Cambridge, ON



Adrian Blackwell

University of Waterloo School of Architecture 

“Undercommons” is an exploration of global migration and a transnational experience through modes of belonging that reconcile scattered trajectories.

Immigrants and minorities are more likely to feel welcome if there are resources that allow them to metaphorically return to the cultural roots of their homeland: a place that acknowledges their existence as it relates to their frame of time and space without dehumanizing through assimilation. I wanted to provide, to not only the residents on site but those of the larger residential community, a cultural center - a form of an undercommons and res publica: a space to experience democracy of knowledge. The center would address an issue of racial stereotyping, cultural appropriation and historical erasure of contributions of minorities that is prevalent in western societies. It would provide platforms to learn about the cultures and the issues that are important to its people. It would provide a platform for people themselves to teach their practices to others. It would provide a platform to present productions. It would also in turn acknowledge the double consciousness of migrants, the hyphenated identities which they proudly cultivate.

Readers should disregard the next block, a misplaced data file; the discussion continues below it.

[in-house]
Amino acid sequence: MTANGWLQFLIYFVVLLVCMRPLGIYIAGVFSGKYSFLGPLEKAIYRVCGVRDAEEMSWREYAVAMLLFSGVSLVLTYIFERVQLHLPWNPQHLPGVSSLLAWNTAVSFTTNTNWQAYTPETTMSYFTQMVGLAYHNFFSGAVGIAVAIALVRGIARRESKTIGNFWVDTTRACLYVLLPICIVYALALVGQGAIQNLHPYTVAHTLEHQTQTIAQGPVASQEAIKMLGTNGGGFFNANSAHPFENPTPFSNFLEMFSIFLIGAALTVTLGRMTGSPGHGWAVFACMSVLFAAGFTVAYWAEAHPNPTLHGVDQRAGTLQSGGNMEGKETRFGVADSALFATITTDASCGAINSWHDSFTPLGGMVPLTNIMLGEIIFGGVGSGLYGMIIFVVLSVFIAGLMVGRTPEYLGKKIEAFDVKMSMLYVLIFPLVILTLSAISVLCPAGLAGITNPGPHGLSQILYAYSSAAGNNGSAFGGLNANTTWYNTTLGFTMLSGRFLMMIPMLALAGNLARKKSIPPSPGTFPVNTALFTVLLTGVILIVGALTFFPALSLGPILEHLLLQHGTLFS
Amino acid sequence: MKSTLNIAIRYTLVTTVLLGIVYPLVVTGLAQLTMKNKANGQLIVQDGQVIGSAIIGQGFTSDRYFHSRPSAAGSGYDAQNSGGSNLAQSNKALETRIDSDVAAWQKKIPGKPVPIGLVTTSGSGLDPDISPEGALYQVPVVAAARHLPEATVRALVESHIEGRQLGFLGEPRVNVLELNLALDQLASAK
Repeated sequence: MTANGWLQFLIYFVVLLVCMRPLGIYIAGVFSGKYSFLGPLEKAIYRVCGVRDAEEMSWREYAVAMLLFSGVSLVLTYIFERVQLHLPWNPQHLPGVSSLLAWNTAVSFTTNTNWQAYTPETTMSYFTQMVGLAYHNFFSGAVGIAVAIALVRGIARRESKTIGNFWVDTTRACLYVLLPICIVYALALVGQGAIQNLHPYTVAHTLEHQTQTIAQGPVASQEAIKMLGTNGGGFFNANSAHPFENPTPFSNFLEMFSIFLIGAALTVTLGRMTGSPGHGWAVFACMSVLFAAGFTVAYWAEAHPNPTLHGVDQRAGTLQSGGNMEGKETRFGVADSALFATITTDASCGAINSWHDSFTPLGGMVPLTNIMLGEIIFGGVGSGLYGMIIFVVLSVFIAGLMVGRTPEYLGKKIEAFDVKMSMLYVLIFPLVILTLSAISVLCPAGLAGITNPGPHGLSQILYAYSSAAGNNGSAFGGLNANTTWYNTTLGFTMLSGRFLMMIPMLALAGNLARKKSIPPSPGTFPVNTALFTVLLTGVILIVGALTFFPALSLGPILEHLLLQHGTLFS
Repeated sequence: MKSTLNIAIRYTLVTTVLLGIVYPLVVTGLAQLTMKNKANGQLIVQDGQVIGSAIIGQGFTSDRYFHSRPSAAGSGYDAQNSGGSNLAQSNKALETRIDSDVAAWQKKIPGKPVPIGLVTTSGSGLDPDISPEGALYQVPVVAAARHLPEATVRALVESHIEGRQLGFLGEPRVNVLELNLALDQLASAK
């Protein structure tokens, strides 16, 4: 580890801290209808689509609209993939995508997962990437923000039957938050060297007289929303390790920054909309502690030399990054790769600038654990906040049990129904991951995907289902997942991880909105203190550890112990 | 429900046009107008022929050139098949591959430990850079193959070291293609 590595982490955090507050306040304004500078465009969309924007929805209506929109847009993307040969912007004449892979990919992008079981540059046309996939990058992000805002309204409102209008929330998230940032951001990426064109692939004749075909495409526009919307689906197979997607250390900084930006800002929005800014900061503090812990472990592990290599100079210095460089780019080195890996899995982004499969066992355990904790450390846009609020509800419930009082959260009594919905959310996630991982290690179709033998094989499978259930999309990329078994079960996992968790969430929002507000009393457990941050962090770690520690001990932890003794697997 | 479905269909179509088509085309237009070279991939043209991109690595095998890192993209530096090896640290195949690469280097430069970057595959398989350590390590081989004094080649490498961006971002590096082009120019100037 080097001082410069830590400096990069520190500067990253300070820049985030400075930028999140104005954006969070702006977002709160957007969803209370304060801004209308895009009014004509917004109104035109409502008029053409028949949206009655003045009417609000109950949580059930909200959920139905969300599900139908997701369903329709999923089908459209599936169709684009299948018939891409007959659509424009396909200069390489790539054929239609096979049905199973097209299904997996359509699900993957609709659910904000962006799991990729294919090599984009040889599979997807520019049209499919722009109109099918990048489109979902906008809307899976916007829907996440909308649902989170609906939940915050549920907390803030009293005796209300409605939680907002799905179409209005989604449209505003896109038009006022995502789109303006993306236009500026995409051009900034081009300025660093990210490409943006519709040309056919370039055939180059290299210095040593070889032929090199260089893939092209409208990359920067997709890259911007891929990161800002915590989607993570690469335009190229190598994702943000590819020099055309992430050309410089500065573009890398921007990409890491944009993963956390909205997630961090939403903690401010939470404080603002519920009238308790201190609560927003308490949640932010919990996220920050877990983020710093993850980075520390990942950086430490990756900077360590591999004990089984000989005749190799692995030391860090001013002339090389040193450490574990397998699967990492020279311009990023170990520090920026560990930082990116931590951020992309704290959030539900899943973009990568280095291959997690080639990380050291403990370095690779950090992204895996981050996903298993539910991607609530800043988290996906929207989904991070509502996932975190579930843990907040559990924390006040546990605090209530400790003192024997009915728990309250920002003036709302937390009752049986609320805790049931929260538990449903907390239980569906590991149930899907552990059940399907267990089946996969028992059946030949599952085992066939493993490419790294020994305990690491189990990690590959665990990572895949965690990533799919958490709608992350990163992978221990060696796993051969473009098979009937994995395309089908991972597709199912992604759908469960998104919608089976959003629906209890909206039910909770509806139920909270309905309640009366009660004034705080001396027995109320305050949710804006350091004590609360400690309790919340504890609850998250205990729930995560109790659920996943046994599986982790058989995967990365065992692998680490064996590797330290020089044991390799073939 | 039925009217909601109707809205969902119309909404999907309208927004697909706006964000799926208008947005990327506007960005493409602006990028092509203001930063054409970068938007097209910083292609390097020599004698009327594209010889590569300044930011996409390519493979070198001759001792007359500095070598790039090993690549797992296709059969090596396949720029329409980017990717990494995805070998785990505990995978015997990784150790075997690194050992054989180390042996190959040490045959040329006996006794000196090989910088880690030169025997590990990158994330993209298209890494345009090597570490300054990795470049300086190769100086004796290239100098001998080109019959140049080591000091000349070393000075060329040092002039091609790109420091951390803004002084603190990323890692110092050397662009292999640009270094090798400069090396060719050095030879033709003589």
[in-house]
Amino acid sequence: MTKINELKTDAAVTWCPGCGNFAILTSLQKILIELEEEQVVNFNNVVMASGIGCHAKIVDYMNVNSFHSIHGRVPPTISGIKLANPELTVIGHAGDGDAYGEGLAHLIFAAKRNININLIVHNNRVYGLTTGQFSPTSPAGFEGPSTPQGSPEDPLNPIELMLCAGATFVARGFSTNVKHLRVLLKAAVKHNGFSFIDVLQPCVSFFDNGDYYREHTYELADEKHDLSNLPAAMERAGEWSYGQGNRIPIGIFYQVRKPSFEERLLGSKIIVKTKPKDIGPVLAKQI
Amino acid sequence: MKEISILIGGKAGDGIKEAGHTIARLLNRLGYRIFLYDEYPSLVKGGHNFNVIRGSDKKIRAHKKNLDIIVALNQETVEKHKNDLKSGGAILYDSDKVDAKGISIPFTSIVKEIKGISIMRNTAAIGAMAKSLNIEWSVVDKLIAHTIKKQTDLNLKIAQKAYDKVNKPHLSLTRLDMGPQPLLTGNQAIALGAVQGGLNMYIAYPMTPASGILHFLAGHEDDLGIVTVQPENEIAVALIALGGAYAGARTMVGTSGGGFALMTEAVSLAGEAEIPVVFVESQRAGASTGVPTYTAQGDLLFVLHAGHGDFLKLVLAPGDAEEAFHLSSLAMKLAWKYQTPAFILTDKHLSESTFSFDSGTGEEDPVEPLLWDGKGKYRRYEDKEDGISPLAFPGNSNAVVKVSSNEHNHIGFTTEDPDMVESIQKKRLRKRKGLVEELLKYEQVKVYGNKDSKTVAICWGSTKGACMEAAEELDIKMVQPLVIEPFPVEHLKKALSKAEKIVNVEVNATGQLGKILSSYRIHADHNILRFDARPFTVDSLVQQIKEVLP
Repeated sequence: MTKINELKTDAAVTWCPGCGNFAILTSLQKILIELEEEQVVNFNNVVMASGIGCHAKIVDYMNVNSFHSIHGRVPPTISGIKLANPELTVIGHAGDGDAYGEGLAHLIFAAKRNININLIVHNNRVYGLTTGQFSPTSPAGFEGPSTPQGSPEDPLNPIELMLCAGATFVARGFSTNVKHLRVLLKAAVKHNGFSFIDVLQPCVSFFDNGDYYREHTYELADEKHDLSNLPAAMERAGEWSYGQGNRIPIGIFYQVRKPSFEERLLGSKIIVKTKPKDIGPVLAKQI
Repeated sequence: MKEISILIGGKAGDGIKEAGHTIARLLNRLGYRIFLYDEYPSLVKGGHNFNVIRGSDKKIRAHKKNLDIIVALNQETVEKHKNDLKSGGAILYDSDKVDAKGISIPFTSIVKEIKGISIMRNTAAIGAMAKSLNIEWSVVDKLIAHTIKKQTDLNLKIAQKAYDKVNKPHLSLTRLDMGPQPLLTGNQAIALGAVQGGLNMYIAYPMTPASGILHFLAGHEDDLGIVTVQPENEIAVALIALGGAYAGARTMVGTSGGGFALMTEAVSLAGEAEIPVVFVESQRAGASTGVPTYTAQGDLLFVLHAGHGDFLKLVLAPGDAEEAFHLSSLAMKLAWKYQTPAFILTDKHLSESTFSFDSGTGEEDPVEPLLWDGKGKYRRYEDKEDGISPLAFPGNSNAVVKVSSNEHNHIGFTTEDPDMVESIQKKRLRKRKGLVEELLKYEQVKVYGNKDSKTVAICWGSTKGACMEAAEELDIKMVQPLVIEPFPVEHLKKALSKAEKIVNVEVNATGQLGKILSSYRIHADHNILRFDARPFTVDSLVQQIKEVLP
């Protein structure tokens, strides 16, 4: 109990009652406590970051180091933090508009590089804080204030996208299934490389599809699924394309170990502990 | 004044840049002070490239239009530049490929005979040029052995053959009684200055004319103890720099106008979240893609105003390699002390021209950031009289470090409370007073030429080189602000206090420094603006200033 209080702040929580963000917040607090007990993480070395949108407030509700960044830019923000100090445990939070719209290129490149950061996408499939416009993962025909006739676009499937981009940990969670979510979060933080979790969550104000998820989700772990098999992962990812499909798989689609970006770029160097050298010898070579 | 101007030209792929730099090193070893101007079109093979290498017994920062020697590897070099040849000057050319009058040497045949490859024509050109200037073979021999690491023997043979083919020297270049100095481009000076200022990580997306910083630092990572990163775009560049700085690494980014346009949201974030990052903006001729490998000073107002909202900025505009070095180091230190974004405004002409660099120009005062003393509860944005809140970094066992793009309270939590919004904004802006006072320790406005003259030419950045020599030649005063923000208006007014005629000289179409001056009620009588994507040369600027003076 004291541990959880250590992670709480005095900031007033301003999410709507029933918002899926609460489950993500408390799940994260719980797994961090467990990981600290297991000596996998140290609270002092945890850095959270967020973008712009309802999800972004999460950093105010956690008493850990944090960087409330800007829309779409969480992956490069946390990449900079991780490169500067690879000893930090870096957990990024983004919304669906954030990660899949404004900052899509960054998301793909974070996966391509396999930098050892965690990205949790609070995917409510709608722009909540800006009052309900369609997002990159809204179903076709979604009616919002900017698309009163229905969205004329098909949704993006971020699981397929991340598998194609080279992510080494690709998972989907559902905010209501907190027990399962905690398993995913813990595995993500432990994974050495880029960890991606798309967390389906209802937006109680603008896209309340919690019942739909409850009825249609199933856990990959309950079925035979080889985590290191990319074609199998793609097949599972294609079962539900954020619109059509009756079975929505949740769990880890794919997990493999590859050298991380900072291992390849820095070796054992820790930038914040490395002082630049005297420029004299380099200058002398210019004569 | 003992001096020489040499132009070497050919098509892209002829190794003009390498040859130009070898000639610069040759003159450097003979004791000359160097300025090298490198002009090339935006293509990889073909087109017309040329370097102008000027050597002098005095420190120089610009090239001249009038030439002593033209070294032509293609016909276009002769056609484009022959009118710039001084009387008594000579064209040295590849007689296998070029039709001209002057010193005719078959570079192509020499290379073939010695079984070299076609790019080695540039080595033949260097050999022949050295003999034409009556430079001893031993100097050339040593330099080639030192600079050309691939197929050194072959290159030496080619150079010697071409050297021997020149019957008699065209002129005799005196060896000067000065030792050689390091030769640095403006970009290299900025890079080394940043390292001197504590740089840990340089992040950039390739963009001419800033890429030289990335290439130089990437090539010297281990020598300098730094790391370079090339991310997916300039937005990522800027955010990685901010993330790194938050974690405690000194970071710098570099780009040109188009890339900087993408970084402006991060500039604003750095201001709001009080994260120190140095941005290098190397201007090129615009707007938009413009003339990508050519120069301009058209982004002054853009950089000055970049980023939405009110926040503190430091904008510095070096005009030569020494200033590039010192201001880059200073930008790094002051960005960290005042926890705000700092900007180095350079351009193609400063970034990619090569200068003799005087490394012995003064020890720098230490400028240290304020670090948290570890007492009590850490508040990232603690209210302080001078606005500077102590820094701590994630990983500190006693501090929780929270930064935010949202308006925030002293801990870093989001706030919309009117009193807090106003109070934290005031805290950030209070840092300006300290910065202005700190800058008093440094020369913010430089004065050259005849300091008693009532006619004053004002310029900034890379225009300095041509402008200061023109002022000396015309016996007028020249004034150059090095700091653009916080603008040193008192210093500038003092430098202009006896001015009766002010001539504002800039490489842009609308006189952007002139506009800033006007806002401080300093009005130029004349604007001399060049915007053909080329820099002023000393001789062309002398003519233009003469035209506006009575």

By appropriating iconic architectural typologies and molding them to respond physically, programmatically, and symbollicaly, there becomes an unification of divergent cultures. The main strategy was to maximize freedom within these typologies rather than police behaviours. The spaces provide a history: the space to learn it, the space to practice it, the space to present it, the space to sell it and the space to live it. The museum brings a narrative that introduces an identification of culture, following with an expansion of knowledge and a recollection. The open “institution” space is entirely free, allowing for it to adapt to the requirements of the residents. The theatre is a gathering space. It can be used as outdoor seating, a theatre to present original productions or hold outdoor movie nights for the community. The home, with an entirely free plan, becomes an incubator for spatial experimentation. Providing divisional modules, the resident has the freedom in the application of one’s own spatial cultural identity and/or the application of another’s, establishing a continuous cycle of appropriation.